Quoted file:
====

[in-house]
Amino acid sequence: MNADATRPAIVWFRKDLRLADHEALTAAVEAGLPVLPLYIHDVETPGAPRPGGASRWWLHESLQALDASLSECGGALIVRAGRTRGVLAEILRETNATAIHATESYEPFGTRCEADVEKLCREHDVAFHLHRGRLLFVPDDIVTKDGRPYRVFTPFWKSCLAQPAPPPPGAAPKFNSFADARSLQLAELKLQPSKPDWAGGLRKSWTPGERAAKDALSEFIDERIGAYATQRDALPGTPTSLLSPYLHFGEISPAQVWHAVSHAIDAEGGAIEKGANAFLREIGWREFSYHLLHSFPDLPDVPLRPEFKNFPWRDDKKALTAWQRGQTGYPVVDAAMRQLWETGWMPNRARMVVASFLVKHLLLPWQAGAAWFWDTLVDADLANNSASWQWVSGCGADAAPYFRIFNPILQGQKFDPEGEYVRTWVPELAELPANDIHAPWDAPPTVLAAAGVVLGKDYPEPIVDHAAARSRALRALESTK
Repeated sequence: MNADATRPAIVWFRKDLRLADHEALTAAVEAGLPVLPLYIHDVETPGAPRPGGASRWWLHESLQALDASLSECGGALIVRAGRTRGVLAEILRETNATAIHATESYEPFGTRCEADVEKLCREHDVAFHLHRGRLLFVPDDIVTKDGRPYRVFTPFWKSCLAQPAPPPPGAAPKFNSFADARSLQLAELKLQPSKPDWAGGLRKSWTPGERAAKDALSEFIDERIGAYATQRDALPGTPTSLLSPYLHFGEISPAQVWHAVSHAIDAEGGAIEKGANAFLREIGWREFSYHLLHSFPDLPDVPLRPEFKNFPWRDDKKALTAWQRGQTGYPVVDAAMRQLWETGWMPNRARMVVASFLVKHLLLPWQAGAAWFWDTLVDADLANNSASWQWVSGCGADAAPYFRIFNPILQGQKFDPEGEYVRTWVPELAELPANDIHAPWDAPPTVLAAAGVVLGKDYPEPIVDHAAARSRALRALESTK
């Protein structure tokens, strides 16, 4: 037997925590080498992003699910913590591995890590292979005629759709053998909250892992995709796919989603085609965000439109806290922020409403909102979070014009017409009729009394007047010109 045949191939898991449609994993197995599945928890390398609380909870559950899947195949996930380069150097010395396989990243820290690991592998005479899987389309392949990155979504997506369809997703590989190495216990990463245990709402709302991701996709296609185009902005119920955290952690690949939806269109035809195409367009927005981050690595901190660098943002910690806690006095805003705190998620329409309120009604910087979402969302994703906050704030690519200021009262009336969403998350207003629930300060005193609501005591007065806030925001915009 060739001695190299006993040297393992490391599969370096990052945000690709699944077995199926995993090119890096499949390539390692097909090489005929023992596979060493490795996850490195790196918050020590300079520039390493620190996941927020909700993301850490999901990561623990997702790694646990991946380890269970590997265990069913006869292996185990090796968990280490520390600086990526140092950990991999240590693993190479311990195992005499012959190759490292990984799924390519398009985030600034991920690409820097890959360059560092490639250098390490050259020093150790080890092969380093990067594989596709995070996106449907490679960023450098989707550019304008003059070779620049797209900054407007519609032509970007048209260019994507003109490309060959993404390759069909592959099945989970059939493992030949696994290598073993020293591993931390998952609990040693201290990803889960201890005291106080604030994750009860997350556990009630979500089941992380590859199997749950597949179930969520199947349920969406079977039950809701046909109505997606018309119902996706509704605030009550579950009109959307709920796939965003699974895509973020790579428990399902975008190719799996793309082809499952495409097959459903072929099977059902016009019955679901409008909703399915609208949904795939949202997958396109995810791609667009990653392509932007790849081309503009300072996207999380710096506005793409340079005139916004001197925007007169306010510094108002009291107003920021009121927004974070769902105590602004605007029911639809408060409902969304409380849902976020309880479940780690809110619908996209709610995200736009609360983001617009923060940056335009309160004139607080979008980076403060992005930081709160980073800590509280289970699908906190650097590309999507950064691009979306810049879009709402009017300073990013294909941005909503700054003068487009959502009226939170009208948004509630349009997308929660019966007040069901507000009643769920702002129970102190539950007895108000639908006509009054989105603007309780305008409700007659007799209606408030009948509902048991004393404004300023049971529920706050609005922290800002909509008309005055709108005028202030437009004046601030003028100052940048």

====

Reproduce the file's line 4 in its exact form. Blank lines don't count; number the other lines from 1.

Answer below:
């Protein structure tokens, strides 16, 4: 037997925590080498992003699910913590591995890590292979005629759709053998909250892992995709796919989603085609965000439109806290922020409403909102979070014009017409009729009394007047010109 045949191939898991449609994993197995599945928890390398609380909870559950899947195949996930380069150097010395396989990243820290690991592998005479899987389309392949990155979504997506369809997703590989190495216990990463245990709402709302991701996709296609185009902005119920955290952690690949939806269109035809195409367009927005981050690595901190660098943002910690806690006095805003705190998620329409309120009604910087979402969302994703906050704030690519200021009262009336969403998350207003629930300060005193609501005591007065806030925001915009 060739001695190299006993040297393992490391599969370096990052945000690709699944077995199926995993090119890096499949390539390692097909090489005929023992596979060493490795996850490195790196918050020590300079520039390493620190996941927020909700993301850490999901990561623990997702790694646990991946380890269970590997265990069913006869292996185990090796968990280490520390600086990526140092950990991999240590693993190479311990195992005499012959190759490292990984799924390519398009985030600034991920690409820097890959360059560092490639250098390490050259020093150790080890092969380093990067594989596709995070996106449907490679960023450098989707550019304008003059070779620049797209900054407007519609032509970007048209260019994507003109490309060959993404390759069909592959099945989970059939493992030949696994290598073993020293591993931390998952609990040693201290990803889960201890005291106080604030994750009860997350556990009630979500089941992380590859199997749950597949179930969520199947349920969406079977039950809701046909109505997606018309119902996706509704605030009550579950009109959307709920796939965003699974895509973020790579428990399902975008190719799996793309082809499952495409097959459903072929099977059902016009019955679901409008909703399915609208949904795939949202997958396109995810791609667009990653392509932007790849081309503009300072996207999380710096506005793409340079005139916004001197925007007169306010510094108002009291107003920021009121927004974070769902105590602004605007029911639809408060409902969304409380849902976020309880479940780690809110619908996209709610995200736009609360983001617009923060940056335009309160004139607080979008980076403060992005930081709160980073800590509280289970699908906190650097590309999507950064691009979306810049879009709402009017300073990013294909941005909503700054003068487009959502009226939170009208948004509630349009997308929660019966007040069901507000009643769920702002129970102190539950007895108000639908006509009054989105603007309780305008409700007659007799209606408030009948509902048991004393404004300023049971529920706050609005922290800002909509008309005055709108005028202030437009004046601030003028100052940048």